Simpson's thesis - that Hegel's text traces a pathway whereby the capacity for conscious experiencing is shown to develop in response to progressively more sophisticated attempts to articulate and unify experience - receives a capable and insightful defense here. In addition, his study as a whole provides a worthwhile and interesting perspective from which to reexamine Hegel's Phenomenology of Spirit. His focus on the way in which Hegel's philosophy responds to and develops out of an active concern with actual experience should also provide a strong theoretical basis from which to approach the question of the way in which Hegel's other systematic writings on nature, history, art, religion and politics were informed by and developed in response to Hegel's own scientific, cultural, religious and political experiences. Above all, it is only in light of such investigations that, as it seems to me, we can address adequately the question of the ways in which Hegel's philosophy is relevant today.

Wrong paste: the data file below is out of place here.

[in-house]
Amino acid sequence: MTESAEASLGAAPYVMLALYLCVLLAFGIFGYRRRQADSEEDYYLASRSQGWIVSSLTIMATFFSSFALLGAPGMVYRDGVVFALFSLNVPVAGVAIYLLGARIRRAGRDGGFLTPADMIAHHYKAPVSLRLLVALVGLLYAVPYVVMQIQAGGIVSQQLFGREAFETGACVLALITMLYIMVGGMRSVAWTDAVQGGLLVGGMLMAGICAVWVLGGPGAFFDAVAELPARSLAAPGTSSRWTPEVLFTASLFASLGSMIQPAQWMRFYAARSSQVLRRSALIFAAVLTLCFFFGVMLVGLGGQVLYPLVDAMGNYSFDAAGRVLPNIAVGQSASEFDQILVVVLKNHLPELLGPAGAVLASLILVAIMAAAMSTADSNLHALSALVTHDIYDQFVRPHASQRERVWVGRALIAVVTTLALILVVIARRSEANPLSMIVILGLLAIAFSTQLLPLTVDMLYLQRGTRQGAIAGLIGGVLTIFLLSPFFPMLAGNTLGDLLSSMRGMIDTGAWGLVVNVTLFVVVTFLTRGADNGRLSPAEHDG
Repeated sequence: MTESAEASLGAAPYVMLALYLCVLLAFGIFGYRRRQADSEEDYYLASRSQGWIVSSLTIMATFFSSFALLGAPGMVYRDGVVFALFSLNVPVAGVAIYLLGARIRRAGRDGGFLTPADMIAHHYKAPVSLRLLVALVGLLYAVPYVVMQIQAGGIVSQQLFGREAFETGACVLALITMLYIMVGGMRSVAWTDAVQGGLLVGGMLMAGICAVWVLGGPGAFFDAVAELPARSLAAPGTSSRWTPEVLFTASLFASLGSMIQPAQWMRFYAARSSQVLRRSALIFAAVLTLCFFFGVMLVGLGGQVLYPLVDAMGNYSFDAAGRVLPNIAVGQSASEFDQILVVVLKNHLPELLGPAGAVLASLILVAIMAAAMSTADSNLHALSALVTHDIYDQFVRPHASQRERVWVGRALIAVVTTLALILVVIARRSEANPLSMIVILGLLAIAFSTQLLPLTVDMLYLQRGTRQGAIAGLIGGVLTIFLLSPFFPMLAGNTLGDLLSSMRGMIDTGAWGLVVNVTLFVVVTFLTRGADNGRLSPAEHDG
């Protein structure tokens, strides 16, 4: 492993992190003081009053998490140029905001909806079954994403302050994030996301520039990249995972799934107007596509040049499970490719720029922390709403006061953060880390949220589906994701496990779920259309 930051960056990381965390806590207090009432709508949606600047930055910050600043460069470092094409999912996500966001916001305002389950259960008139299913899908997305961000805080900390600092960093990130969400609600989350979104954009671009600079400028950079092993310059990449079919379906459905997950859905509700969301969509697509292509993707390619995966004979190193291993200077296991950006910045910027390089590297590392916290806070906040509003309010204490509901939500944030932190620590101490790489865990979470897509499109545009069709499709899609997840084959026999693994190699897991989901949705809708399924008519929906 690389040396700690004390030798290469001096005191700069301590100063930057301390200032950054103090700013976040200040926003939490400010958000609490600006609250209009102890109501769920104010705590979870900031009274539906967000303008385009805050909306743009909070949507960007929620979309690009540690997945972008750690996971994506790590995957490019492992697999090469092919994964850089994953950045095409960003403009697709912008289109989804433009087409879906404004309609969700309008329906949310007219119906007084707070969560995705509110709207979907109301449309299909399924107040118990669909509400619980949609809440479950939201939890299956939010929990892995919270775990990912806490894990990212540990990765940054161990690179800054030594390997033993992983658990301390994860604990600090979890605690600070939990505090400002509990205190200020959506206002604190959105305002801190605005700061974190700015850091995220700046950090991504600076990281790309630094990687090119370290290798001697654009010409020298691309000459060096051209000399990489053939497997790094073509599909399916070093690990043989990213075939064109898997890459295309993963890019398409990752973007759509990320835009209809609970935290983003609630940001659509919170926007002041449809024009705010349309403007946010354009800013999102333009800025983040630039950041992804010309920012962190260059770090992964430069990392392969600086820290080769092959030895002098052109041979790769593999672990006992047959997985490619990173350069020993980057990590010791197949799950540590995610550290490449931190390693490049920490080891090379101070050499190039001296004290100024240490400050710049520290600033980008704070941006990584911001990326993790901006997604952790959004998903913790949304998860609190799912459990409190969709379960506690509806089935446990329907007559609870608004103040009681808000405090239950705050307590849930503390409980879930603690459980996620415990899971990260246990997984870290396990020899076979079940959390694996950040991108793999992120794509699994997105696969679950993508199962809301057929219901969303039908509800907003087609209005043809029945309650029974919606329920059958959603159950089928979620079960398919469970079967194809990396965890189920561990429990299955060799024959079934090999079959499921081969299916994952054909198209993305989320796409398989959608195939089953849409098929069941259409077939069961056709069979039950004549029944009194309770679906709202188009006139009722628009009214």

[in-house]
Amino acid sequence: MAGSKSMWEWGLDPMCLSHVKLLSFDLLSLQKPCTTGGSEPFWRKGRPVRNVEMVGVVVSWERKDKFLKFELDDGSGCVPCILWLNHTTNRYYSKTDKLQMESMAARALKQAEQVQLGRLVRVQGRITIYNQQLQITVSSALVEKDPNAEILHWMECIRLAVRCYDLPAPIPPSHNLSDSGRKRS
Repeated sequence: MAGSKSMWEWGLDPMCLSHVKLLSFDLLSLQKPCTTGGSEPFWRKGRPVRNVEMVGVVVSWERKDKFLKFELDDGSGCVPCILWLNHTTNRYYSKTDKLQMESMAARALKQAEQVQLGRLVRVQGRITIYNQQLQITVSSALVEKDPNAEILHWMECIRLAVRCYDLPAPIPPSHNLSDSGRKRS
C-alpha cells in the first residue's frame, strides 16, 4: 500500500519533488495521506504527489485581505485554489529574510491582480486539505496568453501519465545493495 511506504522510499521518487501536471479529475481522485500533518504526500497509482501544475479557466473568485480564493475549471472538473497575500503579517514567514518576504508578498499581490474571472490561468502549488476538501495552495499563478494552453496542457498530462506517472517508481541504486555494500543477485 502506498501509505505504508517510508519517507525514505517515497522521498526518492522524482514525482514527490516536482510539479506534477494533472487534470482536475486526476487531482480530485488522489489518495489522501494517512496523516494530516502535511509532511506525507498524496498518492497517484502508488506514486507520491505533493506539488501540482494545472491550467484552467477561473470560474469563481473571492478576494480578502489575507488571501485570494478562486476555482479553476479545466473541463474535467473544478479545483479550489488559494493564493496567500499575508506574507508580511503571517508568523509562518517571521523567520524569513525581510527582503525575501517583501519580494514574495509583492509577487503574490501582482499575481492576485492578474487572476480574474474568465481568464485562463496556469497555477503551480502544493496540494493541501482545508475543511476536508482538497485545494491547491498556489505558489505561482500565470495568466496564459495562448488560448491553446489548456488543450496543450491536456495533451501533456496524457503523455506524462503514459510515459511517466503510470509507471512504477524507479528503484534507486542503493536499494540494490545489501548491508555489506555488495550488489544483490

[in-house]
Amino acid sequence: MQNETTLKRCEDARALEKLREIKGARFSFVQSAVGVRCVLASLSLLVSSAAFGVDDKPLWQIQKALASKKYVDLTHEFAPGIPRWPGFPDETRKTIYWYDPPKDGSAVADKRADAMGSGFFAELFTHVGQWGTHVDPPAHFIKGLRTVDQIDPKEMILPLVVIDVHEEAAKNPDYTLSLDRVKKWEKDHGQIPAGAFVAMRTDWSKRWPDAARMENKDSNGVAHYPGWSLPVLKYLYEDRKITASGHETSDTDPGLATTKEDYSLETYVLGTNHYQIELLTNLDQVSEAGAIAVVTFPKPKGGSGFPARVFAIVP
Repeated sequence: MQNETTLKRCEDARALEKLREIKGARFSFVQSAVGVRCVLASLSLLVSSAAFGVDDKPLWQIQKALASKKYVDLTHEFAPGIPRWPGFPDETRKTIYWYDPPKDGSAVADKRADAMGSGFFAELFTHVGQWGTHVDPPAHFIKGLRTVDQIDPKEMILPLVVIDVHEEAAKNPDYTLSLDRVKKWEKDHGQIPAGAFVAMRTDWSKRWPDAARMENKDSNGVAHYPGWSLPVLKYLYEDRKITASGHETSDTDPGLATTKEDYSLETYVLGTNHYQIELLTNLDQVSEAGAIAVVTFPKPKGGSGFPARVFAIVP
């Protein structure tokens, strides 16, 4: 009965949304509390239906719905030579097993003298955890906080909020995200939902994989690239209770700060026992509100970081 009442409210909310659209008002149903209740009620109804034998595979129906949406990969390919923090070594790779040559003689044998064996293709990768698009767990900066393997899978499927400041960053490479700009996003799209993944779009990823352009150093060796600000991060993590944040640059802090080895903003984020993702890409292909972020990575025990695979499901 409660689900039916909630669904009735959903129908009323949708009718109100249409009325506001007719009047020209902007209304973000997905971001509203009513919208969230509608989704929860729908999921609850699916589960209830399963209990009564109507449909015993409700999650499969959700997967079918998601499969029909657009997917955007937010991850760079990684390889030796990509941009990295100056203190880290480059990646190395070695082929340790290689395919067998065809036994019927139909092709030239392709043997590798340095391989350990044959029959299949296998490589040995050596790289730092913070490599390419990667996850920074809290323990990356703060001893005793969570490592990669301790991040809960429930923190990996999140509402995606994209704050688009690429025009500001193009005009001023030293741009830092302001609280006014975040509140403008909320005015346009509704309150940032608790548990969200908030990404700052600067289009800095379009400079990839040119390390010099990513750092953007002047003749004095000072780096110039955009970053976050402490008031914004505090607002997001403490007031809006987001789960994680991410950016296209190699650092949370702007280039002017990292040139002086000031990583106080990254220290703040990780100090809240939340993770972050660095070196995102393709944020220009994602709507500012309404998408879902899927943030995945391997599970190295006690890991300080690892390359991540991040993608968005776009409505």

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Simpson's argument closely parallels Hegel's own in the Phenomenology of Spirit, highlighting those sections, like Hegel's analysis of mastery and slavery, that contribute to the argument that knowing is both vulnerable and responsive to the way in which experience resists our attempts to make sense of things. Simpson's argument connects his account of Hegelian phenomenology with traditional accounts of induction, and with a number of other commentators.